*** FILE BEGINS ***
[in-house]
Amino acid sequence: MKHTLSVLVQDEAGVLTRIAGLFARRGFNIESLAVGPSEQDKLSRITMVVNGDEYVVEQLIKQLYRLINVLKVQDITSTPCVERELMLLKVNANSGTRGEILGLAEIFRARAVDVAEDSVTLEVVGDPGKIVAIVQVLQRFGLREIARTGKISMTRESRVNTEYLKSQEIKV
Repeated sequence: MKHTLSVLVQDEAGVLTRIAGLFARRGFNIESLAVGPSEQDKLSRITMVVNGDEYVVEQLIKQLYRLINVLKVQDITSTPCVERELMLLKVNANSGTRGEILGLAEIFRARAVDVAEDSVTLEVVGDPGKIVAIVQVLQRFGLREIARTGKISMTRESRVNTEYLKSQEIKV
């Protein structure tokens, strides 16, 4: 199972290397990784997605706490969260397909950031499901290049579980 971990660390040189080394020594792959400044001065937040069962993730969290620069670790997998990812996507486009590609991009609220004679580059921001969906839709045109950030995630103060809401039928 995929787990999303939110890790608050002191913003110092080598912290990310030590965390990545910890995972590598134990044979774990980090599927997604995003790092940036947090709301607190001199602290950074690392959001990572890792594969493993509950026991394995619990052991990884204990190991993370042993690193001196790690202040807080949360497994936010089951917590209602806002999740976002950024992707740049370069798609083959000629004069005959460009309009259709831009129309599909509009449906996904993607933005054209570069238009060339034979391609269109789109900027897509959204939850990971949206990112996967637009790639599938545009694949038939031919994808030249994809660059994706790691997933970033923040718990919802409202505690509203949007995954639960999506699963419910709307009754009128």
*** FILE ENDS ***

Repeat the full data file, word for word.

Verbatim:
[in-house]
Amino acid sequence: MKHTLSVLVQDEAGVLTRIAGLFARRGFNIESLAVGPSEQDKLSRITMVVNGDEYVVEQLIKQLYRLINVLKVQDITSTPCVERELMLLKVNANSGTRGEILGLAEIFRARAVDVAEDSVTLEVVGDPGKIVAIVQVLQRFGLREIARTGKISMTRESRVNTEYLKSQEIKV
Repeated sequence: MKHTLSVLVQDEAGVLTRIAGLFARRGFNIESLAVGPSEQDKLSRITMVVNGDEYVVEQLIKQLYRLINVLKVQDITSTPCVERELMLLKVNANSGTRGEILGLAEIFRARAVDVAEDSVTLEVVGDPGKIVAIVQVLQRFGLREIARTGKISMTRESRVNTEYLKSQEIKV
């Protein structure tokens, strides 16, 4: 199972290397990784997605706490969260397909950031499901290049579980 971990660390040189080394020594792959400044001065937040069962993730969290620069670790997998990812996507486009590609991009609220004679580059921001969906839709045109950030995630103060809401039928 995929787990999303939110890790608050002191913003110092080598912290990310030590965390990545910890995972590598134990044979774990980090599927997604995003790092940036947090709301607190001199602290950074690392959001990572890792594969493993509950026991394995619990052991990884204990190991993370042993690193001196790690202040807080949360497994936010089951917590209602806002999740976002950024992707740049370069798609083959000629004069005959460009309009259709831009129309599909509009449906996904993607933005054209570069238009060339034979391609269109789109900027897509959204939850990971949206990112996967637009790639599938545009694949038939031919994808030249994809660059994706790691997933970033923040718990919802409202505690509203949007995954639960999506699963419910709307009754009128």